gravestones - quotes and descriptions to inspire creative writing
The light cut through the early morning clouds giving it an almost sepia tone, casting the gravestones in that nostalgic hue. Unlike the bones that were mostly gone, the stones weathered slowly, only their lettering showing the signs of the passing of time. Delia passed them, touching each as she went by until she came to where her own heart was buried and she knelt by his grave that had been cold for many years. In that place she felt him close, yet still wished him far away. She wished him to be already living another life of love without her and that very notion broke her some more, releasing tears into the cold air. Always she rested her eyes on the stone, the stone that gave a notion of permanence to what is always fleeting, always just passing through, never being truly kept by any one except the Creator - for what he brings forth into life must always be returned.
The gravestones added to the grey. In the fog, in the light was cast dim by the promised storm, as if the colours had been stolen away. The monochrome suited Jem, for in her heart, in her soul and mind, there were no pinks or greens, no blues or vivid yellows. How often she had passed this place as a child and it had meant nothing to her? No longer. Now it was the resting place of a fragment of herself, the part that her brother took when he departed. Maybe it was safe down there with him in the earth, like a seed ready to grow in another lifetime. She touched the stone, the pillow of granite that bore his name but none of who he was. He was never grey or cold; he was the sunshine and the flowing river, the laughter and the sparkle of frost. He was the beauty that made life good and made her heart beat happily in her chest.
The foundation of the dead and memoir for the living. No matter how hard the wind blew, or how heavy the rain fell, it stood. No fire could tear it down so easily. The representation of the immortality that the soul expresses. Painted and engraved with numbers, and R.I.P.'s. The holder of love, sadness, and anger. Arising each day rapid numbers as the war of disease, emotion, and greed wages on. The final resting place, the first tragedy. Stones of death, for those alive.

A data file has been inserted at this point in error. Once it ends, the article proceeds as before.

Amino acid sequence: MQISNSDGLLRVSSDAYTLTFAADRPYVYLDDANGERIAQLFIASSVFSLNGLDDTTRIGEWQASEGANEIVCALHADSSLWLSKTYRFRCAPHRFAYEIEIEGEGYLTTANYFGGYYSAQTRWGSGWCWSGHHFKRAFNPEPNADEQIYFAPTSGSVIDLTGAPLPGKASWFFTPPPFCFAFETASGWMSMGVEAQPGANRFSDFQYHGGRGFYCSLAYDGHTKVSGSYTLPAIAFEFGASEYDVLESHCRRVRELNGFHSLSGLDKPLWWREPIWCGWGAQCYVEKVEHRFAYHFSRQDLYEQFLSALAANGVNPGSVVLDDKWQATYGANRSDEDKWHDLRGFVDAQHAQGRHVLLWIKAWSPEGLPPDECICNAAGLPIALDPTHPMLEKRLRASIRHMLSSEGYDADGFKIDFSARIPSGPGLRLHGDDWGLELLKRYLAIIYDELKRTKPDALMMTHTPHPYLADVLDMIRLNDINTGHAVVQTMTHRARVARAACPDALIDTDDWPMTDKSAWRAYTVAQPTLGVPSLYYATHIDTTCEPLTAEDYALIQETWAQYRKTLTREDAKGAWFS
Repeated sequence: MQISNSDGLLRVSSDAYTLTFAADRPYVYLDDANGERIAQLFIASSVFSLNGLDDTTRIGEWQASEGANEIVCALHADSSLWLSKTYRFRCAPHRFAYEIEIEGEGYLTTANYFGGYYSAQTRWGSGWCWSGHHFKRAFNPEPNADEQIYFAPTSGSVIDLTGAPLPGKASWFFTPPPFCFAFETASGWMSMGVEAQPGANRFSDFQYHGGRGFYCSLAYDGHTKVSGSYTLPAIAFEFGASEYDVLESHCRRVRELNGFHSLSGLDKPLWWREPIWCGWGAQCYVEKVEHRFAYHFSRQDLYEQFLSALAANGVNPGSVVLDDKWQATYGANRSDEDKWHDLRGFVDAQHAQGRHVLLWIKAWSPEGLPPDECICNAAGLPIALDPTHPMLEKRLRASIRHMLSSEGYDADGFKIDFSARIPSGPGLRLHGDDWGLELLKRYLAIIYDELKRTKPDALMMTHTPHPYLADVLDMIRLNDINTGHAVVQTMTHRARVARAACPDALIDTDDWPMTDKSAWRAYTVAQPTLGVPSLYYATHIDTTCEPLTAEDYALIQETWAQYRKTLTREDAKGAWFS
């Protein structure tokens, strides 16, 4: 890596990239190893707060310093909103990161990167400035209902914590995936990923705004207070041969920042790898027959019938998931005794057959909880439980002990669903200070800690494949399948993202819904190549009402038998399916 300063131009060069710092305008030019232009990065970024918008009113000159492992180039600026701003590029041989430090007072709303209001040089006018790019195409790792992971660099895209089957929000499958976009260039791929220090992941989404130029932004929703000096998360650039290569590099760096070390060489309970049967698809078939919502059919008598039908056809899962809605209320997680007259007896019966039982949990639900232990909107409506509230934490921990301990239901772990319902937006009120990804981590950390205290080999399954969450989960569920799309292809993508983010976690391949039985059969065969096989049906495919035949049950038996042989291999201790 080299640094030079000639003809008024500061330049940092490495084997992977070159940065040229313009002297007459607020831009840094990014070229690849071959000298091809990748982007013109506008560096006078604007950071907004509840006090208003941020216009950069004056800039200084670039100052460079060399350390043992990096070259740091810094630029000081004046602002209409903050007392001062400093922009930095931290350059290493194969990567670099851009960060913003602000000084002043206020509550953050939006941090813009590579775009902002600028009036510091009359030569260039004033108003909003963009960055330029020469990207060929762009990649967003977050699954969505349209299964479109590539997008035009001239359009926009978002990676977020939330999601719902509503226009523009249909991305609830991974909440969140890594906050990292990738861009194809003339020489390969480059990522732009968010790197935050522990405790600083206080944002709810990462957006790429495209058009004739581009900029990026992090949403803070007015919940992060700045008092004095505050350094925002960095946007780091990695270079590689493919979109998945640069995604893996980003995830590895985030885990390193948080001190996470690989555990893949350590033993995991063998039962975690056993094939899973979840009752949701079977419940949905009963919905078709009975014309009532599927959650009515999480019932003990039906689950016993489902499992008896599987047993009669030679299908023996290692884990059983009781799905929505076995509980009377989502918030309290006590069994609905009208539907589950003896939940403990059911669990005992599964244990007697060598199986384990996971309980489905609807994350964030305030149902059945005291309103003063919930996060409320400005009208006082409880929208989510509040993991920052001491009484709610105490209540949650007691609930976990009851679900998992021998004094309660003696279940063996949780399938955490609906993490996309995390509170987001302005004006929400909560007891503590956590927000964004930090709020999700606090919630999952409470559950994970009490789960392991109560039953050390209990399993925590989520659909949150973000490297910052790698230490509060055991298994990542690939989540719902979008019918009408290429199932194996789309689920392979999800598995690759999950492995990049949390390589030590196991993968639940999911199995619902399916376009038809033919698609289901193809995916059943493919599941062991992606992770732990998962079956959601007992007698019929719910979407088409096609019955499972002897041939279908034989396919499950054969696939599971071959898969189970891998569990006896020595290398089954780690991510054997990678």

Past the rickety iron gate, a legion of stone stronger than any army marched their way across the soft soil and tendrils of rusty weeds, withstanding centuries of brutal and harsh disasters of Mother Nature herself. An oozing fog, dense from curling off the still waters of the swamp, curled around each man who triumphantly drew out of the ground and stood to attention, their identification engraved into each chest. Some with curling dates and others with memories left behind of their loved ones mourning at home in the dark inkling corners. Each one, however, bore into them their names that will never be forgotten as long as they stand against the trials of time buried six feet below the dead roots.
The gravestones were places for the moss and lichen, sitting in the shadow of the great yew trees. The bodies had long since given their nutrients to the soils allowing those people of old to live on in the flora.
The gravestones cast shadows longer than they were tall, and in the fading light of the summer eve were cool to the touch. For the most part they were decrepit and Laney doubted that any had a relative alive to remember their face or voice.
They were not the gravestones of the rich, hunks of marble with gold lettering. They were concrete, sometimes simple crosses of wood – so I guess they weren't 'stones' at all. Some were scattered with flowers, others fresh dug, and to the dead what did it matter? After all once the flesh is still the soul has moved on and it is those left behind that mourn.
“How can these stones be what represents living beings? It makes no sense. Gramps was full of life, why not scatter his ashes in the ocean so he can keep on moving?”